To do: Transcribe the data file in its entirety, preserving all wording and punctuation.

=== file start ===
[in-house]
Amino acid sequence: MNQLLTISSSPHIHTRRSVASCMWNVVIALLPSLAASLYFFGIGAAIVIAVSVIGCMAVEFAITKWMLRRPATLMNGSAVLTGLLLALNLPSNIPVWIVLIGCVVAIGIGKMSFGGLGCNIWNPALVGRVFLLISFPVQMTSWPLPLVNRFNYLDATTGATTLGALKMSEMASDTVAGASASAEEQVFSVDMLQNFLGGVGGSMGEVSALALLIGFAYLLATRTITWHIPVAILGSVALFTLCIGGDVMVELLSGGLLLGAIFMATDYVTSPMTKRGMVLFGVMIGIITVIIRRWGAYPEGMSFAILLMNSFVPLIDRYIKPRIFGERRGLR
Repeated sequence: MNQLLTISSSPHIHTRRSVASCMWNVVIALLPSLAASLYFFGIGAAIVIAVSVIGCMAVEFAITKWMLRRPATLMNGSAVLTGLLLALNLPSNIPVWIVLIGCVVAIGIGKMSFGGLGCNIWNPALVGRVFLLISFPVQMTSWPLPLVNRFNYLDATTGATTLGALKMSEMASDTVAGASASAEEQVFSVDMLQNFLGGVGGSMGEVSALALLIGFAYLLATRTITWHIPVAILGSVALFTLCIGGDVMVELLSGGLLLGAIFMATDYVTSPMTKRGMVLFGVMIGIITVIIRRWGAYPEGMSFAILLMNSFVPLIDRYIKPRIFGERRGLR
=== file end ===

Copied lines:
[in-house]
Amino acid sequence: MNQLLTISSSPHIHTRRSVASCMWNVVIALLPSLAASLYFFGIGAAIVIAVSVIGCMAVEFAITKWMLRRPATLMNGSAVLTGLLLALNLPSNIPVWIVLIGCVVAIGIGKMSFGGLGCNIWNPALVGRVFLLISFPVQMTSWPLPLVNRFNYLDATTGATTLGALKMSEMASDTVAGASASAEEQVFSVDMLQNFLGGVGGSMGEVSALALLIGFAYLLATRTITWHIPVAILGSVALFTLCIGGDVMVELLSGGLLLGAIFMATDYVTSPMTKRGMVLFGVMIGIITVIIRRWGAYPEGMSFAILLMNSFVPLIDRYIKPRIFGERRGLR
Repeated sequence: MNQLLTISSSPHIHTRRSVASCMWNVVIALLPSLAASLYFFGIGAAIVIAVSVIGCMAVEFAITKWMLRRPATLMNGSAVLTGLLLALNLPSNIPVWIVLIGCVVAIGIGKMSFGGLGCNIWNPALVGRVFLLISFPVQMTSWPLPLVNRFNYLDATTGATTLGALKMSEMASDTVAGASASAEEQVFSVDMLQNFLGGVGGSMGEVSALALLIGFAYLLATRTITWHIPVAILGSVALFTLCIGGDVMVELLSGGLLLGAIFMATDYVTSPMTKRGMVLFGVMIGIITVIIRRWGAYPEGMSFAILLMNSFVPLIDRYIKPRIFGERRGLR